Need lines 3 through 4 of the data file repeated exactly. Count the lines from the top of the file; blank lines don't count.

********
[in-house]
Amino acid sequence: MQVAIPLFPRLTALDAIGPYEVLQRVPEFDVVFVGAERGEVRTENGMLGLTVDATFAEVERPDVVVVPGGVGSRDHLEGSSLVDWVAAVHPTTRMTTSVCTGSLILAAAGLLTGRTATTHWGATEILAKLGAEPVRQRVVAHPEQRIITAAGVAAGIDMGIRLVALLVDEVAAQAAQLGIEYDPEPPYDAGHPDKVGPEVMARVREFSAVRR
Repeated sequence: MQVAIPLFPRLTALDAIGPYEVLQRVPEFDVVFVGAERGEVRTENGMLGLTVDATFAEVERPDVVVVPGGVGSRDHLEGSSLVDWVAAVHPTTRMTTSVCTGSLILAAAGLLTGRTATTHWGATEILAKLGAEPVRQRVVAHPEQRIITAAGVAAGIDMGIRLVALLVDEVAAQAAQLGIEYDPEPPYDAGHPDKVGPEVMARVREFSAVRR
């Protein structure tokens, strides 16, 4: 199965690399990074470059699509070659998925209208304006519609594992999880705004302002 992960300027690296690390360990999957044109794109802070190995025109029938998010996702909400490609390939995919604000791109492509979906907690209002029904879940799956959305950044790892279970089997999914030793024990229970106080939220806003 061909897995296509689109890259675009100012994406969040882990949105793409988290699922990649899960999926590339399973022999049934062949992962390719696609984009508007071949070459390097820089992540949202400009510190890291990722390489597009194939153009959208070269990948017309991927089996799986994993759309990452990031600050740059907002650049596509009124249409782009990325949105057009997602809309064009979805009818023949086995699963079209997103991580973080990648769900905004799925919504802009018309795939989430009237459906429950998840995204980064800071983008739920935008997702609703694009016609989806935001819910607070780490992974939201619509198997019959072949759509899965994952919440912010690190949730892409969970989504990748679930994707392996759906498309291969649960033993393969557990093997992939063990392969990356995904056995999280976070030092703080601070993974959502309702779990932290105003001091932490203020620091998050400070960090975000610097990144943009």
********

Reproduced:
Repeated sequence: MQVAIPLFPRLTALDAIGPYEVLQRVPEFDVVFVGAERGEVRTENGMLGLTVDATFAEVERPDVVVVPGGVGSRDHLEGSSLVDWVAAVHPTTRMTTSVCTGSLILAAAGLLTGRTATTHWGATEILAKLGAEPVRQRVVAHPEQRIITAAGVAAGIDMGIRLVALLVDEVAAQAAQLGIEYDPEPPYDAGHPDKVGPEVMARVREFSAVRR
């Protein structure tokens, strides 16, 4: 199965690399990074470059699509070659998925209208304006519609594992999880705004302002 992960300027690296690390360990999957044109794109802070190995025109029938998010996702909400490609390939995919604000791109492509979906907690209002029904879940799956959305950044790892279970089997999914030793024990229970106080939220806003 061909897995296509689109890259675009100012994406969040882990949105793409988290699922990649899960999926590339399973022999049934062949992962390719696609984009508007071949070459390097820089992540949202400009510190890291990722390489597009194939153009959208070269990948017309991927089996799986994993759309990452990031600050740059907002650049596509009124249409782009990325949105057009997602809309064009979805009818023949086995699963079209997103991580973080990648769900905004799925919504802009018309795939989430009237459906429950998840995204980064800071983008739920935008997702609703694009016609989806935001819910607070780490992974939201619509198997019959072949759509899965994952919440912010690190949730892409969970989504990748679930994707392996759906498309291969649960033993393969557990093997992939063990392969990356995904056995999280976070030092703080601070993974959502309702779990932290105003001091932490203020620091998050400070960090975000610097990144943009």